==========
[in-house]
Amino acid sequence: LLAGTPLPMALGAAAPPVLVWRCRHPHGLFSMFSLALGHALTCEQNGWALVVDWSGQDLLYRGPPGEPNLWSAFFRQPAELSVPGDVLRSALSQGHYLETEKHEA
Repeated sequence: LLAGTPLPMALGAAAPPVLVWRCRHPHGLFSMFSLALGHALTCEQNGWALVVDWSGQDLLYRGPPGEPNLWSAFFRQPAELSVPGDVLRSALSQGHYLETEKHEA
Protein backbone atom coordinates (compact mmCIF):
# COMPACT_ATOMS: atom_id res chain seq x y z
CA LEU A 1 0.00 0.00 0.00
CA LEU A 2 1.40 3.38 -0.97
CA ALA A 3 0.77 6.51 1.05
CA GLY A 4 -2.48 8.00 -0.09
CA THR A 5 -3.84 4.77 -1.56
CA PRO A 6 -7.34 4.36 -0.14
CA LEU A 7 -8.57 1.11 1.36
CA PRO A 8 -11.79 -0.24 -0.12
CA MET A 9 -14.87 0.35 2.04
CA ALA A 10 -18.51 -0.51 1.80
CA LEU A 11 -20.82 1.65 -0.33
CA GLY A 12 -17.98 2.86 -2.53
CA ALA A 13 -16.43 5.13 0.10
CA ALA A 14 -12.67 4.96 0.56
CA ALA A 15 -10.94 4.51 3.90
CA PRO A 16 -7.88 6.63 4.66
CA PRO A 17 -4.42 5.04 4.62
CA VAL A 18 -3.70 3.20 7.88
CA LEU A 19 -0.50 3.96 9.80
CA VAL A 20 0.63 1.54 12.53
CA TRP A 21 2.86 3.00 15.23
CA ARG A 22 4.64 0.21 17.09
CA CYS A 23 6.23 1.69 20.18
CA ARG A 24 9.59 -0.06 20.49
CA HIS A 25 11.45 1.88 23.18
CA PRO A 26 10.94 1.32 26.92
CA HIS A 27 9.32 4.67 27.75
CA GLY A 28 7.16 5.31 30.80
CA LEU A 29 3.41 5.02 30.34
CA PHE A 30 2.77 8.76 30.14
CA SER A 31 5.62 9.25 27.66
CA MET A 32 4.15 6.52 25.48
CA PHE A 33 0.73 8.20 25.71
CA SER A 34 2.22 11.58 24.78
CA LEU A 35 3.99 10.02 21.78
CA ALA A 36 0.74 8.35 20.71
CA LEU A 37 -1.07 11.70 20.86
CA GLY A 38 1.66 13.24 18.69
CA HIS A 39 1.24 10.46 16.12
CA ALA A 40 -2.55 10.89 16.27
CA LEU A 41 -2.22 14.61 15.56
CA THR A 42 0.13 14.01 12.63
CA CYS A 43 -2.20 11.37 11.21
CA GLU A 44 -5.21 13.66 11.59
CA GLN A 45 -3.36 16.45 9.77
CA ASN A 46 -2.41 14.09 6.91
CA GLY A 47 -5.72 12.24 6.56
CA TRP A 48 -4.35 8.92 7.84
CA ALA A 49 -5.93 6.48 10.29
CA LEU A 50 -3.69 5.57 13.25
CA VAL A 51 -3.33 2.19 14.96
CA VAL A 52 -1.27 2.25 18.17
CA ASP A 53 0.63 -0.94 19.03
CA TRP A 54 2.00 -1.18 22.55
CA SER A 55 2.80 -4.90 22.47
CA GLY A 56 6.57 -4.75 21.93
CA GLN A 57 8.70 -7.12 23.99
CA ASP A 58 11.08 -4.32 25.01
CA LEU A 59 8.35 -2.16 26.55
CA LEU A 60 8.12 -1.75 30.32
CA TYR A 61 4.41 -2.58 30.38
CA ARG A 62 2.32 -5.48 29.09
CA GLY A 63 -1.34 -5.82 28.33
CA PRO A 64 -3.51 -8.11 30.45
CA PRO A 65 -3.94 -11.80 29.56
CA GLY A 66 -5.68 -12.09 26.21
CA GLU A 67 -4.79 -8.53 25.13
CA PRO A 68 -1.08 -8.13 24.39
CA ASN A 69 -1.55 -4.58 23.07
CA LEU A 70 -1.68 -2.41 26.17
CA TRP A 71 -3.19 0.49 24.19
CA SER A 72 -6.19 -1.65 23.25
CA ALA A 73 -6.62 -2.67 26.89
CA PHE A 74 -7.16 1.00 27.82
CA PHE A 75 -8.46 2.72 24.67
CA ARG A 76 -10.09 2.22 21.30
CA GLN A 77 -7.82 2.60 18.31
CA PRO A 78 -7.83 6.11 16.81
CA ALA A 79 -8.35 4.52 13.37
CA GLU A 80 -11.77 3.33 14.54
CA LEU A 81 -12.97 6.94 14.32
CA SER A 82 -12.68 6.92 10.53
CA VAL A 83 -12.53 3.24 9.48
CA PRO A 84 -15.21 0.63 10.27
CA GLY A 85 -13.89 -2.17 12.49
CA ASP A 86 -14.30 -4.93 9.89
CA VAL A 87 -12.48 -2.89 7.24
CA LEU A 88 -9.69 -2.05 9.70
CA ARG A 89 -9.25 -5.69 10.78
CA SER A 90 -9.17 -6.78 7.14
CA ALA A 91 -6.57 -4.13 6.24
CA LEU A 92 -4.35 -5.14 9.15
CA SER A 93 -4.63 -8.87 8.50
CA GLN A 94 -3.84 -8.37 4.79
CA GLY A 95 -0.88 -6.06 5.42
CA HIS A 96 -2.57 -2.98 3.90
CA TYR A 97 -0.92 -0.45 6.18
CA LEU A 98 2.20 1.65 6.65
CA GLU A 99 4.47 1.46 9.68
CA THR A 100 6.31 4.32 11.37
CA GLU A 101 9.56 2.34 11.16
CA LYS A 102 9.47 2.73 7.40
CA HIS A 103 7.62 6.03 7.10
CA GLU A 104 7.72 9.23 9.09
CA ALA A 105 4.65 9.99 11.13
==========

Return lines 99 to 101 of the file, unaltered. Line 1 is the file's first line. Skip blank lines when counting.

CA GLN A 94 -3.84 -8.37 4.79
CA GLY A 95 -0.88 -6.06 5.42
CA HIS A 96 -2.57 -2.98 3.90